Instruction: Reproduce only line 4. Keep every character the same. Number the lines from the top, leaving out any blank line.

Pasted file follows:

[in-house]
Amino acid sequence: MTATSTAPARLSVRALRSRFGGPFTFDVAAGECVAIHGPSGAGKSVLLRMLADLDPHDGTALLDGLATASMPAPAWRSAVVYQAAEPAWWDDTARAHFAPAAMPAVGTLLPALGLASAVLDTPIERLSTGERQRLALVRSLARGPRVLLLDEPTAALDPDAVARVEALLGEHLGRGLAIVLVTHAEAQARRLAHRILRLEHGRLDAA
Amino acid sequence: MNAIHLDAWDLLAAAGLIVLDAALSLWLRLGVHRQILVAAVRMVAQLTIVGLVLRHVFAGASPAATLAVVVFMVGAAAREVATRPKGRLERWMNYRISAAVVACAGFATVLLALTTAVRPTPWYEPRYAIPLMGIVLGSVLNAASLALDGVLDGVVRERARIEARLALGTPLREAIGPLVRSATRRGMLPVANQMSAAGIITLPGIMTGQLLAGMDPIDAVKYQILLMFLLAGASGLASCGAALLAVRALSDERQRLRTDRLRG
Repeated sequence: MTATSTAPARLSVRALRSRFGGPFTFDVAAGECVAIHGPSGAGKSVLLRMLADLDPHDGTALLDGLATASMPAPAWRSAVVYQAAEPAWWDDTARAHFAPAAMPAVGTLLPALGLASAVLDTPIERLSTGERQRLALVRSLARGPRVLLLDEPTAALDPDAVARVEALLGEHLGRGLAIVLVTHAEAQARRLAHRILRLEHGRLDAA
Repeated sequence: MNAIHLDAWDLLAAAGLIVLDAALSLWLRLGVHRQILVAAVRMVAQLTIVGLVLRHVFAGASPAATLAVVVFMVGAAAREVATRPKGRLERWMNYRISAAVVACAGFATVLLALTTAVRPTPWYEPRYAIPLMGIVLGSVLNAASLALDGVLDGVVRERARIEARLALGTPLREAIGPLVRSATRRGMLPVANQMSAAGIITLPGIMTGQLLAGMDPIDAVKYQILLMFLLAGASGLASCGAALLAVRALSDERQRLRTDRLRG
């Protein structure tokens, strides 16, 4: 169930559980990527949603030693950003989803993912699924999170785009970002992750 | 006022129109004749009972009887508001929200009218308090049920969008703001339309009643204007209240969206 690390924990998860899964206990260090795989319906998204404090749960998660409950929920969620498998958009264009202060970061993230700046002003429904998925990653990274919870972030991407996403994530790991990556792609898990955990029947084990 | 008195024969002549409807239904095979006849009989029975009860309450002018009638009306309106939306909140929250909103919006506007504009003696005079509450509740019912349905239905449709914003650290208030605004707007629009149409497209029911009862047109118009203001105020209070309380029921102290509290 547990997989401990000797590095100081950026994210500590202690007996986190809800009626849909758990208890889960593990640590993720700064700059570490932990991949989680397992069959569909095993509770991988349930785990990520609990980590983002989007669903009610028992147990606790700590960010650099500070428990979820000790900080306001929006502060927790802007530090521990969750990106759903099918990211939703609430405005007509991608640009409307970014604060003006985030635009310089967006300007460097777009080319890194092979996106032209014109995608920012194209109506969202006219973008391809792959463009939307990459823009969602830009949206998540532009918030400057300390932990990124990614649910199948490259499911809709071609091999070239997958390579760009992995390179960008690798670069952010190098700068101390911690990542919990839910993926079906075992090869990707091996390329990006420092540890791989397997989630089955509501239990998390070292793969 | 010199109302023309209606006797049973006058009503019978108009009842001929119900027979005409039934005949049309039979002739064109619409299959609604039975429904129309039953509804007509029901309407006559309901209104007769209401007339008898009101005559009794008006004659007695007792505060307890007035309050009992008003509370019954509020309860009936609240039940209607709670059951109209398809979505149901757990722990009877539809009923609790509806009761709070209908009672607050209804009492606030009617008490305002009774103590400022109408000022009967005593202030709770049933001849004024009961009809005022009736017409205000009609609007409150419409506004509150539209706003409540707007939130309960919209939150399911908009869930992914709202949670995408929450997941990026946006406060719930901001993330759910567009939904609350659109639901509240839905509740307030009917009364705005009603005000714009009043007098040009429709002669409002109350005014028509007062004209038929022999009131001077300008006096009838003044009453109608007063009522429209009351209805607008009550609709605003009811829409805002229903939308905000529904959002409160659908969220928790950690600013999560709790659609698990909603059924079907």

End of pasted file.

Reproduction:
Repeated sequence: MTATSTAPARLSVRALRSRFGGPFTFDVAAGECVAIHGPSGAGKSVLLRMLADLDPHDGTALLDGLATASMPAPAWRSAVVYQAAEPAWWDDTARAHFAPAAMPAVGTLLPALGLASAVLDTPIERLSTGERQRLALVRSLARGPRVLLLDEPTAALDPDAVARVEALLGEHLGRGLAIVLVTHAEAQARRLAHRILRLEHGRLDAA